}
</script>    

Retrieve the history of Automation activities

Each activity has a history for each of the Automation runs. We can retrieve them and sort them by the time of the last status update.

<script runat="server">
    Platform.Load("Core","1");

    var api = new Script.Util.WSProxy();

    try {

        var name = "My Automation";

        var request = api.retrieve("Automation", ["ProgramID"], {
            Property: "Name",
            SimpleOperator: "equals",
            Value: name
        });

        var objId = request.Results[0].ObjectID;

        var cols = [
            "CustomerKey",
            "Name",
            "Description",
            "ObjectID",
            "IsActive",
            "CreatedDate",
            "ModifiedDate",
            "Definition",
            "Sequence"
        ];

        var filter = {
            Property: "Program.ObjectID",
            SimpleOperator: "equals",
            Value: objId
        };

        var request = api.retrieve("Activity", cols, filter);

        var activities = request.Results;

        var result = [];

        for(var k in activities) {

            var item = activities[k];

            var o = {
                Name: item.Name,
                Sequence: item.Sequence,
                Statuses: retrieveActivityHistory(item.CustomerKey)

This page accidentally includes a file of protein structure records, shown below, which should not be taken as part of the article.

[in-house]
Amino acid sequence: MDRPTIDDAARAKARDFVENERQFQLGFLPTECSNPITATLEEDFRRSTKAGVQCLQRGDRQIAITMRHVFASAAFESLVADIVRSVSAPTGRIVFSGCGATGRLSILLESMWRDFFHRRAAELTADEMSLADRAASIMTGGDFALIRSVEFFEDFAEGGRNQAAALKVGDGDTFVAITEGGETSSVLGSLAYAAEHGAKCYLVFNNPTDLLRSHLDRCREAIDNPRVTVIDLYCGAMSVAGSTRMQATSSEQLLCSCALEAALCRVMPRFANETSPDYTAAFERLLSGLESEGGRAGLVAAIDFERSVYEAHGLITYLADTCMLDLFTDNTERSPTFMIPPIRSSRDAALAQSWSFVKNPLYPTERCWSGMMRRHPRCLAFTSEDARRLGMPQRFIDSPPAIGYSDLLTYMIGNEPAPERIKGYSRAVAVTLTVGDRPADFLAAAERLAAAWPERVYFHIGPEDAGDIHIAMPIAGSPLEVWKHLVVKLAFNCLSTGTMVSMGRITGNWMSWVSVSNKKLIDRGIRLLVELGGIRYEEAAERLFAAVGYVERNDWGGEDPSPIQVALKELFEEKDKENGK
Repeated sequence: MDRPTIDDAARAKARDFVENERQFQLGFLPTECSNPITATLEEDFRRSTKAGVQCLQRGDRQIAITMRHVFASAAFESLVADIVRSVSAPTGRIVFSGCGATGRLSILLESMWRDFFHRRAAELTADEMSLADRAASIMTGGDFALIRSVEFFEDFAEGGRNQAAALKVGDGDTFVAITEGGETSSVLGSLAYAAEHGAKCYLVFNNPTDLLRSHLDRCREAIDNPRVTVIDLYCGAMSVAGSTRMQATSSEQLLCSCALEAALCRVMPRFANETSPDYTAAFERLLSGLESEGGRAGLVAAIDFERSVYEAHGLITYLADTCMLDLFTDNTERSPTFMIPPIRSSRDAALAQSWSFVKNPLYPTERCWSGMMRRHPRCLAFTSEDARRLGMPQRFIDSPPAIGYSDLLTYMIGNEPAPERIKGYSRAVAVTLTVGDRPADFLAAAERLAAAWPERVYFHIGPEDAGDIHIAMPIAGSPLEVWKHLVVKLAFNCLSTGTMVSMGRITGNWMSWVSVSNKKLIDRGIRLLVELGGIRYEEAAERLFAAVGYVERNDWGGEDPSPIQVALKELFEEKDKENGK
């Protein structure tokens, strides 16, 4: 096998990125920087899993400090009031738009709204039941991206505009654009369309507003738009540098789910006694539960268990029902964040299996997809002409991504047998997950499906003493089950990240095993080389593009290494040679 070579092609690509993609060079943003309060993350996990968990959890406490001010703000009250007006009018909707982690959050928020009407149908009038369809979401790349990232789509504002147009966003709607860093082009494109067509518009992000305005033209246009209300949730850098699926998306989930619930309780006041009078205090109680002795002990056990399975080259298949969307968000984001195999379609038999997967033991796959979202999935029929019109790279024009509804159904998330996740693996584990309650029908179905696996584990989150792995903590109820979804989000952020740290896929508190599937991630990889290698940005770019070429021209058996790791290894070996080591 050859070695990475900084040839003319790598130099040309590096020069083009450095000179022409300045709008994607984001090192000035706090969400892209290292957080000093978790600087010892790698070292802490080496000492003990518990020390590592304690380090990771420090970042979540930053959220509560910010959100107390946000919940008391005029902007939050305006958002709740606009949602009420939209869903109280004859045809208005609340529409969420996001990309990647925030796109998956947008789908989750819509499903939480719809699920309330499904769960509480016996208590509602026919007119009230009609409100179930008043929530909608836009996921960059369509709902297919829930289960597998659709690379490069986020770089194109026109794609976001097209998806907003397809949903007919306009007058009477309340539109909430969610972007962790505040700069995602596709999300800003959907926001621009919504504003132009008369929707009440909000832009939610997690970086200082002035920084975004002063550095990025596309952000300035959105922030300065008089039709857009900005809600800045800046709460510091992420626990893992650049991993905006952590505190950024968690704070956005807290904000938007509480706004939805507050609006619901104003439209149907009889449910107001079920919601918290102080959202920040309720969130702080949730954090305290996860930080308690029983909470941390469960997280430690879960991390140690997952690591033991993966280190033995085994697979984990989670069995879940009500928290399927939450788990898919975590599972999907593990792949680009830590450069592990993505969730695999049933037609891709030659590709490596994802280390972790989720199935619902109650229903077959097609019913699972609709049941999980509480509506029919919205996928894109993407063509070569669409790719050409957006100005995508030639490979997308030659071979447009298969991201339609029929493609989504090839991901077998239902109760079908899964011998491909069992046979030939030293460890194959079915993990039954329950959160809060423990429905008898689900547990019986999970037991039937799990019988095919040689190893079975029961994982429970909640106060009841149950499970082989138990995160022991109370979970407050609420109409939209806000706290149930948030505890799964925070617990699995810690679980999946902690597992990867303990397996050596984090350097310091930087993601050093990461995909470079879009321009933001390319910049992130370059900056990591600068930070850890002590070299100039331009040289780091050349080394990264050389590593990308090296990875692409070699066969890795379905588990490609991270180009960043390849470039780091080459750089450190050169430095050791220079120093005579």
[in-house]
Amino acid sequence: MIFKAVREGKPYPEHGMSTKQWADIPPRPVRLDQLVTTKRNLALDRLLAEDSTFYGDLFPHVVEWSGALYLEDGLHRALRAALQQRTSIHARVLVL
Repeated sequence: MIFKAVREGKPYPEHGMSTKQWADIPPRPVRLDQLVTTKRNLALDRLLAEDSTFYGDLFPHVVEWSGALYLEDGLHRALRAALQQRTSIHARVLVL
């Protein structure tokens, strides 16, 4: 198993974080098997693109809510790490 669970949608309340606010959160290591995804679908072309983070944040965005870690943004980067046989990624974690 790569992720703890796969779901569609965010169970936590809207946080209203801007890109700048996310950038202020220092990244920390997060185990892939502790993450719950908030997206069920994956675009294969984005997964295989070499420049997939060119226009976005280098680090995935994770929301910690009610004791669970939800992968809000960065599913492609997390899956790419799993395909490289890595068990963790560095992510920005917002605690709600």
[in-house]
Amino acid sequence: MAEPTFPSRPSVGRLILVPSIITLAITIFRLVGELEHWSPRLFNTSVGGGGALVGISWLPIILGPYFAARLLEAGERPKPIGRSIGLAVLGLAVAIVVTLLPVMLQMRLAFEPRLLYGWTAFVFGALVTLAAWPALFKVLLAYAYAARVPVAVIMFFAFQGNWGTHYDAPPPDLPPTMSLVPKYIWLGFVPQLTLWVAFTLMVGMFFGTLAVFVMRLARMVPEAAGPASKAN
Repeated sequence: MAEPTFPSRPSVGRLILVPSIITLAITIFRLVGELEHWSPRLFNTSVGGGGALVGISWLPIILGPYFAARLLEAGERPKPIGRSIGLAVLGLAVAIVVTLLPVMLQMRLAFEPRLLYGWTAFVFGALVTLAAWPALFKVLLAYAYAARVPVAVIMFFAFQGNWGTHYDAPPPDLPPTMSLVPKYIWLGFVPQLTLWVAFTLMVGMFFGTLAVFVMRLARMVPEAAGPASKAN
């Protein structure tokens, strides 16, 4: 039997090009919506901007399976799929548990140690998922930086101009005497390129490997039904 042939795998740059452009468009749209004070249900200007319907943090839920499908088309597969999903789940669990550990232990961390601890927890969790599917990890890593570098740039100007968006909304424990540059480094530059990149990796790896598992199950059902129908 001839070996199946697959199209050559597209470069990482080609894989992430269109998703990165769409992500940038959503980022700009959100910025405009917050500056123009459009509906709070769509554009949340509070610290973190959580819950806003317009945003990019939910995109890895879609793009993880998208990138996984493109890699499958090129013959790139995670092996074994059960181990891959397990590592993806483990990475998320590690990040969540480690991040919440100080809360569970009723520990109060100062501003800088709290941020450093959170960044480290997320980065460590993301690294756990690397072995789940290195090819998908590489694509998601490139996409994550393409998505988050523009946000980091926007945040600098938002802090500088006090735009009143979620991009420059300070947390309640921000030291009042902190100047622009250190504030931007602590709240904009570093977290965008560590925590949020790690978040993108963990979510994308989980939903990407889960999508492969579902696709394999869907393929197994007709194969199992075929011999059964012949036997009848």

}

            result.push(o);
        }

        result.sort(function (a, b) { 
            return (new Date(a.Statuses[0].StatusLastUpdate) > new Date(b.Statuses[0].StatusLastUpdate)) ? 1 : -1 
        });

        Write(Stringify(result));

    } catch(err) {
        Write(Stringify(err));
    }

    function retrieveActivityHistory(key, limit) {

        var limit = limit || null;

        var cols = [
            "Name",
            "CustomerKey",
            "StatusMessage",
            "Status",
            "CreatedDate",
            "ModifiedDate",
            "StatusLastUpdate"
        ];

        var filter = {
            Property: "CustomerKey",
            SimpleOperator: "equals",
            Value: key
        };

        var records = [],
            moreData = true,
            reqID = data = null;
    
        while (moreData) {

            moreData = false;

            if (reqID == null) {
                data = api.retrieve("ActivityInstance", cols, filter);
            } else {
                data = api.getNextBatch("ActivityInstance", reqID);
            }

            if (data != null) {

                moreData = data.HasMoreRows;
                reqID = data.RequestID;
            
                for (var k in data.Results) {

                    var item = data.Results[k];

                    var o = {
                        Status: item.Status,
                        StatusMessage: item.StatusMessage,
                        StatusLastUpdate: DateTime.SystemDateToLocalDate(item.StatusLastUpdate)
                    }

                    records.push(o);
                }

            }
        }
    
        records.sort(function (a, b) { 
			return (new Date(a.StatusLastUpdate) < new Date(b.StatusLastUpdate)) ? 1 : -1 
		});

        var num = (limit != null && limit <= records.length) ? limit : records.length;
    
        return records.slice(0, num);
    
    }
</script>    

Automation folders

Retrieve an Automation folder

The only difference between a Data Extension folder and an Automation folder is the ContentType property, which is equal to “automations“.

<script runat="server">
    Platform.Load("Core","1");

    var api = new Script.Util.WSProxy();

    try {

        var name = "My Automation";